Microsoft has put forth a press release outlining its intentions to cooperate with the open source community to a far greater extent then they have in the past. That’s right; the Big Brother Monopoly Corporation is claiming they want to add more support for their open source competitors.
If we were to take Microsoft at its word, it would do a lot to explain their attempts to acquire Yahoo (a company with an intimate relationship to the open source community). There are a couple things I’d like to highlight in Microsoft’s statement:
Microsoft is providing a covenant not to sue open source developers for development or non-commercial distribution of implementations of these protocols. These developers will be able to use the documentation for free to develop products. Companies that engage in commercial distribution of these protocol implementations will be able to obtain a patent license from Microsoft, as will enterprises that obtain these implementations from a distributor that does not have such a patent license.
I could be misinterpreting this, but deep down, I simply don’t believe it. However, if we take Microsoft at its word, this could very well be the downfall of Windows’ dominance as the home desktop operating system. When linux programmers can utilize Microsoft’s own technology to legally port material to their own operating systems (rather than just through wine), and distribute those OSes freely… It really begins to look like Microsoft has realized that, with the rise of cloud computing, the specific operating system being run doesn’t matter as much anymore. When your needed applications can all be run in a web browser, it doesn’t matter what OS you’re running. That’s the anthropomorphic personification of Death coming for Windows, and Microsoft can see him coming, and might have decided to get out ahead of him to the point that it won’t matter.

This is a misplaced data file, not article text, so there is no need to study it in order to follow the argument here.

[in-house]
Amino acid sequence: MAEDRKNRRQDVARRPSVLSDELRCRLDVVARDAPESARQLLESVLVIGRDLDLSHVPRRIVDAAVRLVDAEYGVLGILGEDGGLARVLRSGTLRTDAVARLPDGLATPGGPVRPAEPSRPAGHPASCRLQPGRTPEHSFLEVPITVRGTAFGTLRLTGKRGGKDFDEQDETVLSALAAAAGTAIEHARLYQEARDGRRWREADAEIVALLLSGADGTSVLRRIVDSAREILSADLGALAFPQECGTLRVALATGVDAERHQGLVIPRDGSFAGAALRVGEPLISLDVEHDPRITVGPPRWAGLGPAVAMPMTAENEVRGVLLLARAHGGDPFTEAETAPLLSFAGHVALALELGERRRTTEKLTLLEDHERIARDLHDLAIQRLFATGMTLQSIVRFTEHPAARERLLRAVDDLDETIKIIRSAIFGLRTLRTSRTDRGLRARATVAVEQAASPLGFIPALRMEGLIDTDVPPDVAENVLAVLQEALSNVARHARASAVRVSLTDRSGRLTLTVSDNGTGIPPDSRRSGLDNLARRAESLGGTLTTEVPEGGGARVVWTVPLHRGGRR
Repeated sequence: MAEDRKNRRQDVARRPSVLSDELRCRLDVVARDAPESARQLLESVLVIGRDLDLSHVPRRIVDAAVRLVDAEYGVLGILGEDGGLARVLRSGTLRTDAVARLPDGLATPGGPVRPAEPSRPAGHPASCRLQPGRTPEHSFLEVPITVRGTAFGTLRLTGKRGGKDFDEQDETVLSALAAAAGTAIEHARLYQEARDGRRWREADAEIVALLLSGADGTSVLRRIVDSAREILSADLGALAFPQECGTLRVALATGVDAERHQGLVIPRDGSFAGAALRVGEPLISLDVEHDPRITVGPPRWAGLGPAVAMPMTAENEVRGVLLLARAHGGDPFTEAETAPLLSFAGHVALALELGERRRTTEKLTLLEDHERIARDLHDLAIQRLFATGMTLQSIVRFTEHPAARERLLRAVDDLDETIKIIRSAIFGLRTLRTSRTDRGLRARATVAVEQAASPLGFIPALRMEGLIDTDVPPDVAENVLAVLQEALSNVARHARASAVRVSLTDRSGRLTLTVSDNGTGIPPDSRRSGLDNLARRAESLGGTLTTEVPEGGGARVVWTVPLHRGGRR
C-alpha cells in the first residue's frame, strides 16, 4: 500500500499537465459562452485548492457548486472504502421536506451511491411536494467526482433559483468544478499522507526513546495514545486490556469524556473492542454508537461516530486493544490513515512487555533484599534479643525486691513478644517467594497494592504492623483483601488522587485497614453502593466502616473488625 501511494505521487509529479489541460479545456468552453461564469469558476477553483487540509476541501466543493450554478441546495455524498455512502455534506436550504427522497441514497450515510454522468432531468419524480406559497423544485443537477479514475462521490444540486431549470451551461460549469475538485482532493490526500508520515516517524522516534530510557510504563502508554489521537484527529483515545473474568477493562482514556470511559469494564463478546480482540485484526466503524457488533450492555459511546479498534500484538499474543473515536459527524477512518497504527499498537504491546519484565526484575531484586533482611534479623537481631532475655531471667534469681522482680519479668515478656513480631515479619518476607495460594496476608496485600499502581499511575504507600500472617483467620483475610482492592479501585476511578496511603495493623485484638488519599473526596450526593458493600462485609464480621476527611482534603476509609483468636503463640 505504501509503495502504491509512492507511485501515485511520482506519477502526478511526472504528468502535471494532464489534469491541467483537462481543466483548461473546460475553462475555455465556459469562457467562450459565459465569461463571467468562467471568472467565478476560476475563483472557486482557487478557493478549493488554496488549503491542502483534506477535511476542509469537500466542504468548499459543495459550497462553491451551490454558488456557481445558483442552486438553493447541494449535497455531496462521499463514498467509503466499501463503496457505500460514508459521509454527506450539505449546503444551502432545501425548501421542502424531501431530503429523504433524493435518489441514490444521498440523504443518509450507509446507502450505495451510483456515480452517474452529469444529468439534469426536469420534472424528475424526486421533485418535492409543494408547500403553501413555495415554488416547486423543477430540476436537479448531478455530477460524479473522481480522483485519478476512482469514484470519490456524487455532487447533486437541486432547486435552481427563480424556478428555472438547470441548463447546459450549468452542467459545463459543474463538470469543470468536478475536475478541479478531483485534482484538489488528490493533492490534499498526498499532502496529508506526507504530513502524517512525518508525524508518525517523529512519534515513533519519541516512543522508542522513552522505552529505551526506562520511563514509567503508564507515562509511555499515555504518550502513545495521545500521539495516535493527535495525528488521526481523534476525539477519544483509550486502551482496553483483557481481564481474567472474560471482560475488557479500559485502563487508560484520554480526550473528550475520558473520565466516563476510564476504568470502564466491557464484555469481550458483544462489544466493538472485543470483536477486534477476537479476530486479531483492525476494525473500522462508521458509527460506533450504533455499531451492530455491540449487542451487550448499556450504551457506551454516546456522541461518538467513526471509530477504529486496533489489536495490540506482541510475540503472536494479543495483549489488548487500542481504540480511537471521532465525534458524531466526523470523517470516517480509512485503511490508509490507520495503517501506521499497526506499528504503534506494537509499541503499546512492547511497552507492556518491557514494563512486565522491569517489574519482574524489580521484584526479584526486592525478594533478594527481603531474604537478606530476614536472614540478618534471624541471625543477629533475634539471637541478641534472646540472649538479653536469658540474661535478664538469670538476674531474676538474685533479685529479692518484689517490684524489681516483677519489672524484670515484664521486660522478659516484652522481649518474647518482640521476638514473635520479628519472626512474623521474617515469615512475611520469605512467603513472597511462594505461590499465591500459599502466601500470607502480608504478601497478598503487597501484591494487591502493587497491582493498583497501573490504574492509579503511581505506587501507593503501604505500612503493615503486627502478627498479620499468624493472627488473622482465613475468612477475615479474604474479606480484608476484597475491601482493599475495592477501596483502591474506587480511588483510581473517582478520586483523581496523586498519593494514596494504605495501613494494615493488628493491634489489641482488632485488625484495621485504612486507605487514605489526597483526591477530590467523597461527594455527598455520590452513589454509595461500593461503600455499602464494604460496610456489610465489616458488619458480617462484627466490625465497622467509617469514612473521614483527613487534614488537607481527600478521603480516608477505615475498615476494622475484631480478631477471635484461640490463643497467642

Coupled with Microsoft’s attempt to buy Yahoo, we see a clear evolutionary path for the company: away from an OS based company, to an online based company, making its money through web apps and ads. We’ve seen Microsoft trying to emulate Google for a while now, and this could be the first major step to actually changing Microsoft as a company so they can really compete on Google’s level in Google’s playground.
Or, I could just be reading way too much into this.
Enhancing Office 2007 to provide greater flexibility of document formats. To promote user choice among document formats, Microsoft will design new APIs for the Word, Excel and PowerPoint applications in Office 2007 to enable developers to plug in additional document formats and to enable users to set these formats as their default for saving documents.
I think this one is a lot more likely to happen. It just adds functionality to Office, without Microsoft having to do any of the work for it. Granted, this might not seem all that important to some of you. I, on the other hand, had a little nerdgasm. “I’ll get to use MS Word to directly save files in odf format? Hell yeah!” The girl sitting across from me at work looked at me like I’d lost my mind. That’s always been my biggest problem with MS Office: its lack of compatibility with other office software like OpenOffice.org (They tend to support Office, but Office doesn’t often support them).
And, as Microsoft almost states outright in the last paragraph, this is also an attempt to get on the European Union’s good side. The EU has been out to get Microsoft for a while (though they were late to the party; the US had already smacked them for being a monopoly by the time the EU noticed). Before this, the Microsoft/Yahoo merge simply wouldn’t have happened because the EU wouldn’t have allowed it. Now, if Microsoft convinces the EU that it means what it says, the EU might let this merge happen.
Is this really the beginning of a cuddlier Microsoft (or Microhoo, as the case may be)? I really have trouble swallowing that idea fully. However, it does make sense when I look at the path the company has been trying to take with the online portion of its business.